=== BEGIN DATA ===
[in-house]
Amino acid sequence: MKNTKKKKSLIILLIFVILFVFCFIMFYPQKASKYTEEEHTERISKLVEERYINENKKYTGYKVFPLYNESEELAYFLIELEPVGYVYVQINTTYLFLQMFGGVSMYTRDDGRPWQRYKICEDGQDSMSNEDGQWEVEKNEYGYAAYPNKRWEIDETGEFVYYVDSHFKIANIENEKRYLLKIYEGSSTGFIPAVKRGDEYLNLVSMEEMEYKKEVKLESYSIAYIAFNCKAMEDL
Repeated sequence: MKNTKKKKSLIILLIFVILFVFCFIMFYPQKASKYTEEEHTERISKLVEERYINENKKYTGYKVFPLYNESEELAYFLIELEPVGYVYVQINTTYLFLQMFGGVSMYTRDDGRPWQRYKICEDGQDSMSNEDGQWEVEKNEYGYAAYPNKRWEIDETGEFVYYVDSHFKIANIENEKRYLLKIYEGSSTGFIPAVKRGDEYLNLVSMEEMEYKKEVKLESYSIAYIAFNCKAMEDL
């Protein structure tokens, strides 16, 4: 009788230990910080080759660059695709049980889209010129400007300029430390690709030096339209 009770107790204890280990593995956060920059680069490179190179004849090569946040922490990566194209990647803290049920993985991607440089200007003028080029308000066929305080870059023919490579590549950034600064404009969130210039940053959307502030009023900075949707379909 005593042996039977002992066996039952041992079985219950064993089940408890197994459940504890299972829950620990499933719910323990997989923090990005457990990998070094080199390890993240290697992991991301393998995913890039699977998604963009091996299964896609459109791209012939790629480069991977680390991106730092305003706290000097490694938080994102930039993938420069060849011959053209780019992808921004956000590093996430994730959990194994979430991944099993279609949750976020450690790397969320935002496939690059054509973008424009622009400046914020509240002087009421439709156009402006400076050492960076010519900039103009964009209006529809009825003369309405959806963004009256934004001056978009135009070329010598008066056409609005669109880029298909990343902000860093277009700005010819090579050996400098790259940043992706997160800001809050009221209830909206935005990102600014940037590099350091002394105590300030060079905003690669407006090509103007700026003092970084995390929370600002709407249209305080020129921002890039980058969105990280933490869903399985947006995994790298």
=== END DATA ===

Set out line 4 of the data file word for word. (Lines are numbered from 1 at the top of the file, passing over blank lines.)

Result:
């Protein structure tokens, strides 16, 4: 009788230990910080080759660059695709049980889209010129400007300029430390690709030096339209 009770107790204890280990593995956060920059680069490179190179004849090569946040922490990566194209990647803290049920993985991607440089200007003028080029308000066929305080870059023919490579590549950034600064404009969130210039940053959307502030009023900075949707379909 005593042996039977002992066996039952041992079985219950064993089940408890197994459940504890299972829950620990499933719910323990997989923090990005457990990998070094080199390890993240290697992991991301393998995913890039699977998604963009091996299964896609459109791209012939790629480069991977680390991106730092305003706290000097490694938080994102930039993938420069060849011959053209780019992808921004956000590093996430994730959990194994979430991944099993279609949750976020450690790397969320935002496939690059054509973008424009622009400046914020509240002087009421439709156009402006400076050492960076010519900039103009964009209006529809009825003369309405959806963004009256934004001056978009135009070329010598008066056409609005669109880029298909990343902000860093277009700005010819090579050996400098790259940043992706997160800001809050009221209830909206935005990102600014940037590099350091002394105590300030060079905003690669407006090509103007700026003092970084995390929370600002709407249209305080020129921002890039980058969105990280933490869903399985947006995994790298």